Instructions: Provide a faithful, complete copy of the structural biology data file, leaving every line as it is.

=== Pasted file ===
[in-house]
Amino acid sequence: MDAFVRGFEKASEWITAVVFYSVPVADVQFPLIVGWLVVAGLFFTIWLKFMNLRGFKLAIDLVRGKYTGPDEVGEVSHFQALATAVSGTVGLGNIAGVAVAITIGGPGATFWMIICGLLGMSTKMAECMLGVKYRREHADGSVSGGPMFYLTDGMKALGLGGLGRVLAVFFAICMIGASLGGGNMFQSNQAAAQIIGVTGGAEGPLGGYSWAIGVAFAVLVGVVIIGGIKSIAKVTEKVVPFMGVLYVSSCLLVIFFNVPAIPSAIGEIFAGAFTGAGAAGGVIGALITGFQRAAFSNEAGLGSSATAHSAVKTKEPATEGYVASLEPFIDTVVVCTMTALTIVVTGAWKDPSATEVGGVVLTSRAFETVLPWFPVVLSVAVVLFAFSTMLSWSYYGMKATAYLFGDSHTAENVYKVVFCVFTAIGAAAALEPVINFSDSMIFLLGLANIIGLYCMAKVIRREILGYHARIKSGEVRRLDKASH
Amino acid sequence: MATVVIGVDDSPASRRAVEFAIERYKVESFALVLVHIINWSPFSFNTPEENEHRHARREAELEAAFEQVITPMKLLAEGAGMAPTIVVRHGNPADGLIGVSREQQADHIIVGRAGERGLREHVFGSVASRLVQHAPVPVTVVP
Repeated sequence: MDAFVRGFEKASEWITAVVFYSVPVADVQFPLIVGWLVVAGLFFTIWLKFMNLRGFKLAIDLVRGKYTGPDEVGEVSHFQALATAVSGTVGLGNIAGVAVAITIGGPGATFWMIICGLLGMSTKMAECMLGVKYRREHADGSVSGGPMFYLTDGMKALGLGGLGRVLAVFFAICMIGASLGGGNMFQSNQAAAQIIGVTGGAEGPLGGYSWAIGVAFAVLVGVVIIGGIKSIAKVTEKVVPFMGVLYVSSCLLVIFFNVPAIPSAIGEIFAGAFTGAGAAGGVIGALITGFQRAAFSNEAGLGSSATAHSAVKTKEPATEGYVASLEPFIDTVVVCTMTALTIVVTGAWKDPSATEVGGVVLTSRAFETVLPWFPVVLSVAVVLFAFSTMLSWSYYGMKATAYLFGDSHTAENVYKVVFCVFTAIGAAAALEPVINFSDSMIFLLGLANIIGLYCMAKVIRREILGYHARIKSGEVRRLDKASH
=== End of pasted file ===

[in-house]
Amino acid sequence: MDAFVRGFEKASEWITAVVFYSVPVADVQFPLIVGWLVVAGLFFTIWLKFMNLRGFKLAIDLVRGKYTGPDEVGEVSHFQALATAVSGTVGLGNIAGVAVAITIGGPGATFWMIICGLLGMSTKMAECMLGVKYRREHADGSVSGGPMFYLTDGMKALGLGGLGRVLAVFFAICMIGASLGGGNMFQSNQAAAQIIGVTGGAEGPLGGYSWAIGVAFAVLVGVVIIGGIKSIAKVTEKVVPFMGVLYVSSCLLVIFFNVPAIPSAIGEIFAGAFTGAGAAGGVIGALITGFQRAAFSNEAGLGSSATAHSAVKTKEPATEGYVASLEPFIDTVVVCTMTALTIVVTGAWKDPSATEVGGVVLTSRAFETVLPWFPVVLSVAVVLFAFSTMLSWSYYGMKATAYLFGDSHTAENVYKVVFCVFTAIGAAAALEPVINFSDSMIFLLGLANIIGLYCMAKVIRREILGYHARIKSGEVRRLDKASH
Amino acid sequence: MATVVIGVDDSPASRRAVEFAIERYKVESFALVLVHIINWSPFSFNTPEENEHRHARREAELEAAFEQVITPMKLLAEGAGMAPTIVVRHGNPADGLIGVSREQQADHIIVGRAGERGLREHVFGSVASRLVQHAPVPVTVVP
Repeated sequence: MDAFVRGFEKASEWITAVVFYSVPVADVQFPLIVGWLVVAGLFFTIWLKFMNLRGFKLAIDLVRGKYTGPDEVGEVSHFQALATAVSGTVGLGNIAGVAVAITIGGPGATFWMIICGLLGMSTKMAECMLGVKYRREHADGSVSGGPMFYLTDGMKALGLGGLGRVLAVFFAICMIGASLGGGNMFQSNQAAAQIIGVTGGAEGPLGGYSWAIGVAFAVLVGVVIIGGIKSIAKVTEKVVPFMGVLYVSSCLLVIFFNVPAIPSAIGEIFAGAFTGAGAAGGVIGALITGFQRAAFSNEAGLGSSATAHSAVKTKEPATEGYVASLEPFIDTVVVCTMTALTIVVTGAWKDPSATEVGGVVLTSRAFETVLPWFPVVLSVAVVLFAFSTMLSWSYYGMKATAYLFGDSHTAENVYKVVFCVFTAIGAAAALEPVINFSDSMIFLLGLANIIGLYCMAKVIRREILGYHARIKSGEVRRLDKASH